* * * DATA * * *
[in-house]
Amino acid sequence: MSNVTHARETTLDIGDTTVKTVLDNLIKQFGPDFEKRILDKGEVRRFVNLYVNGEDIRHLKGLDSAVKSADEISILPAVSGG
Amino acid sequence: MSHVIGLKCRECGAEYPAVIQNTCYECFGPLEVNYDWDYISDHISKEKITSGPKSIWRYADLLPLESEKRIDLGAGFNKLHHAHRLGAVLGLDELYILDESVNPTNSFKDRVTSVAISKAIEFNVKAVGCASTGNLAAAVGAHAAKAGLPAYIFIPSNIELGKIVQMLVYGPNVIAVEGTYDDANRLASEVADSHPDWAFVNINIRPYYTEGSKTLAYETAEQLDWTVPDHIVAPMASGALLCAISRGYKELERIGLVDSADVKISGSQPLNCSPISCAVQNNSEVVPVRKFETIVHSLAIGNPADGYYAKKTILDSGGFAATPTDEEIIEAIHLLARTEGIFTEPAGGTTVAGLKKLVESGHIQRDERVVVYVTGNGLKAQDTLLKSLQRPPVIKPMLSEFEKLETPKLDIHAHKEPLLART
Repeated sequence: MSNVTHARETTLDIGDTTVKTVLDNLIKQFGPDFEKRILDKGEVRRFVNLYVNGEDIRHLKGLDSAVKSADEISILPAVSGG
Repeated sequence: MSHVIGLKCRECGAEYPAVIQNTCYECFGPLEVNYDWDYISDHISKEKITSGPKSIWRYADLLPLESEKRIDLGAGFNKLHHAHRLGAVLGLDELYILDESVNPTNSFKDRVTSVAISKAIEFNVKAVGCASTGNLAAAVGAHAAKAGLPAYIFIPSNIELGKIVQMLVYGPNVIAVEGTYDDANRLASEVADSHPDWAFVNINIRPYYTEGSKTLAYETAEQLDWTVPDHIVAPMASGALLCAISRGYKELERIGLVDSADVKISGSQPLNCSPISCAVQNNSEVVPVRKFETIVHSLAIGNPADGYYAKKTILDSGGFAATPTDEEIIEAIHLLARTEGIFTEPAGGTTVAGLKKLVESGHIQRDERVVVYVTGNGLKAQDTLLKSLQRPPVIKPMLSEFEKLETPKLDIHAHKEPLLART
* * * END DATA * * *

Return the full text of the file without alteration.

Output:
[in-house]
Amino acid sequence: MSNVTHARETTLDIGDTTVKTVLDNLIKQFGPDFEKRILDKGEVRRFVNLYVNGEDIRHLKGLDSAVKSADEISILPAVSGG
Amino acid sequence: MSHVIGLKCRECGAEYPAVIQNTCYECFGPLEVNYDWDYISDHISKEKITSGPKSIWRYADLLPLESEKRIDLGAGFNKLHHAHRLGAVLGLDELYILDESVNPTNSFKDRVTSVAISKAIEFNVKAVGCASTGNLAAAVGAHAAKAGLPAYIFIPSNIELGKIVQMLVYGPNVIAVEGTYDDANRLASEVADSHPDWAFVNINIRPYYTEGSKTLAYETAEQLDWTVPDHIVAPMASGALLCAISRGYKELERIGLVDSADVKISGSQPLNCSPISCAVQNNSEVVPVRKFETIVHSLAIGNPADGYYAKKTILDSGGFAATPTDEEIIEAIHLLARTEGIFTEPAGGTTVAGLKKLVESGHIQRDERVVVYVTGNGLKAQDTLLKSLQRPPVIKPMLSEFEKLETPKLDIHAHKEPLLART
Repeated sequence: MSNVTHARETTLDIGDTTVKTVLDNLIKQFGPDFEKRILDKGEVRRFVNLYVNGEDIRHLKGLDSAVKSADEISILPAVSGG
Repeated sequence: MSHVIGLKCRECGAEYPAVIQNTCYECFGPLEVNYDWDYISDHISKEKITSGPKSIWRYADLLPLESEKRIDLGAGFNKLHHAHRLGAVLGLDELYILDESVNPTNSFKDRVTSVAISKAIEFNVKAVGCASTGNLAAAVGAHAAKAGLPAYIFIPSNIELGKIVQMLVYGPNVIAVEGTYDDANRLASEVADSHPDWAFVNINIRPYYTEGSKTLAYETAEQLDWTVPDHIVAPMASGALLCAISRGYKELERIGLVDSADVKISGSQPLNCSPISCAVQNNSEVVPVRKFETIVHSLAIGNPADGYYAKKTILDSGGFAATPTDEEIIEAIHLLARTEGIFTEPAGGTTVAGLKKLVESGHIQRDERVVVYVTGNGLKAQDTLLKSLQRPPVIKPMLSEFEKLETPKLDIHAHKEPLLART